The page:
Here’s what consumers would need to know to make health care truly market-based. If state lawmakers here want to take a real practical step toward protecting Californians from Trumpcare, they should require doctor, hospital, lab and drug prices to be public. And if Republicans want free-market based health care, they should be equally transparent. Markets can’t operate when consumers don’t know the price.
An obvious fix to Sacramento State’s graduation problem. The university is over budget to hold commencement at Golden 1 Center. The city gets nine free civic events a year. Making the graduation one of them is a no-brainer.
Joe Mathews: California’s poor kids live in some surprising places. A new report from the Public Policy Institute of California shows the Central Coast is California’s capital of child poverty. You may be surprised, believing that California poverty is a problem of the Central Valley and Inland Empire. But the geography of poverty has been flipped by coastal prosperity itself.
Jesse Simons: Ford and other automakers are aggressively pushing President Donald Trump to weaken fuel efficiency standards. To ensure clean air and a healthy climate for our families – not to mention creating more high-paying jobs for the next great generation – we need to put vehicle emissions safeguards in the fast lane, not shift to reverse.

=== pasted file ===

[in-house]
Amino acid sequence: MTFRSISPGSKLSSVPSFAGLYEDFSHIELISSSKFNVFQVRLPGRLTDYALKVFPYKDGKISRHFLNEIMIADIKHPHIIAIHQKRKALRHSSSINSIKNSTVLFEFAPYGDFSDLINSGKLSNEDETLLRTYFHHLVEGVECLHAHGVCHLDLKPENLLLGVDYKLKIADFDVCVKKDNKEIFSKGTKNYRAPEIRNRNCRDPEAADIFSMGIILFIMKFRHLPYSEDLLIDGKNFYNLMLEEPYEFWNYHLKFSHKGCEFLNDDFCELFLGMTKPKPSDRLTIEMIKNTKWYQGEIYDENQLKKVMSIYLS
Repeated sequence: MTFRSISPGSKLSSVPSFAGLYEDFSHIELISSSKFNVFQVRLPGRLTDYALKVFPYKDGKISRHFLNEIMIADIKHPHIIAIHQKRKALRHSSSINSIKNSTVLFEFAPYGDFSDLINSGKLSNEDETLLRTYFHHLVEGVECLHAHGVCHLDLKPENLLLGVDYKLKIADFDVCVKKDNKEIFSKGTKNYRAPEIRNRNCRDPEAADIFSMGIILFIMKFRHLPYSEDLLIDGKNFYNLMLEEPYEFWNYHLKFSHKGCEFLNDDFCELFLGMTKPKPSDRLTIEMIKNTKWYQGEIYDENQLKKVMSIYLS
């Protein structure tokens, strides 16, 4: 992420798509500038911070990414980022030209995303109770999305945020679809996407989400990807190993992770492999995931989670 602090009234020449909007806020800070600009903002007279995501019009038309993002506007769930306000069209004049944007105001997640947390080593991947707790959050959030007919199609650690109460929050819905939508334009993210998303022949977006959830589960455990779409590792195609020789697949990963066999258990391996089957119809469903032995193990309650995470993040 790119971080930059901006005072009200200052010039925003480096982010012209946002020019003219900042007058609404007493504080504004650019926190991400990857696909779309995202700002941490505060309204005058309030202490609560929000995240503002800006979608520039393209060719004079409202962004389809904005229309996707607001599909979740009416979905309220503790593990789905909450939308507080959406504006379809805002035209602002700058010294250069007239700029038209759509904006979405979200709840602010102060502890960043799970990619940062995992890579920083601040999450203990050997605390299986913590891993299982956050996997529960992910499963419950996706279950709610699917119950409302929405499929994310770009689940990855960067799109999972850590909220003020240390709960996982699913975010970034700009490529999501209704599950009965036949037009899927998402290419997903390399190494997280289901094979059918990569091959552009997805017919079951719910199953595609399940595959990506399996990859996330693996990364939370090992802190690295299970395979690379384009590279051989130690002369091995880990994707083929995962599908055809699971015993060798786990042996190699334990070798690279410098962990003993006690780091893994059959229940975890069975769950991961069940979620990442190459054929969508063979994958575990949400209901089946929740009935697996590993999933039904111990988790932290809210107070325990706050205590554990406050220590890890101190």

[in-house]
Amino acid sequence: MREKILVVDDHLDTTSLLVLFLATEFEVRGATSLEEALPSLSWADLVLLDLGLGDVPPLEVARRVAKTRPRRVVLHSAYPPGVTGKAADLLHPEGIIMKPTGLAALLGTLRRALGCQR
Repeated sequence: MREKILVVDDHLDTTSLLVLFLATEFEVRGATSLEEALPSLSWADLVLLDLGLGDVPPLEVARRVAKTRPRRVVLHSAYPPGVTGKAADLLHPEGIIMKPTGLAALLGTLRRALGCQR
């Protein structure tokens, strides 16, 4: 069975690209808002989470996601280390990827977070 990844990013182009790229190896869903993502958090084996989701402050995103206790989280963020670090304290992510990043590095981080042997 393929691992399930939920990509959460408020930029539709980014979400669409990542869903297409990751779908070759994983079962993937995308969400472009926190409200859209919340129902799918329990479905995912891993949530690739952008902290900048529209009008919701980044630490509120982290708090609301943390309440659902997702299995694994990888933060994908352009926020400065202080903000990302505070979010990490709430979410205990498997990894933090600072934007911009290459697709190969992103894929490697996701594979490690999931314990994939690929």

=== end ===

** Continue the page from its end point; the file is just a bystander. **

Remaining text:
Take a number: 172,615
We are the richest and the poorest of places. The Public Policy Institute graphically illustrates that reality with an interactive map showing that childhood poverty rates vary from place to place in the Golden State. In Los Angeles County, PPIC reports, the poverty rate among young children ranges from 4 percent to 68 percent, the lowest and highest rates. The Highway 99 corridor is dreadful, as well. PPIC reports 754,051 Californians live in poverty, meaning that they survive on $31,000 for a family of four. But 172,615 California are in deep poverty, or 7,800 below the poverty line. California is a Dickensian state.
LA Times: Federal and California tailpipe standards have helped spur tremendous progress in electric and hybrid vehicles in recent years, with cars coming onto the market that can drive farther on a tank of gas or a single charge-up. This is the future. It must be, to clean the air today and to forestall the damage of climate change.
San Diego Union-Tribune: The proposal by Assembly Speaker Anthony Rendon, D-Paramount, to provide grants from $2,660 to nearly $18,000 to about 400,000 California State University and University of California students so they can graduate with much lower student debt – and to offer free tuition to all first-year community college students – makes sense as a political gambit to appease the increasingly assertive progressive wing of the Democratic Party. But as public policy, it’s tough to defend.
Raleigh News & Observer: When public officials want to hide something, it tends to be because they have something to hide.
Fort Worth Star-Telegram: Don’t believe Texas Attorney General Ken Paxton when he says it’s no big deal that a federal court ruled state legislators used racial gerrymandering to draw congressional districts back in 2011.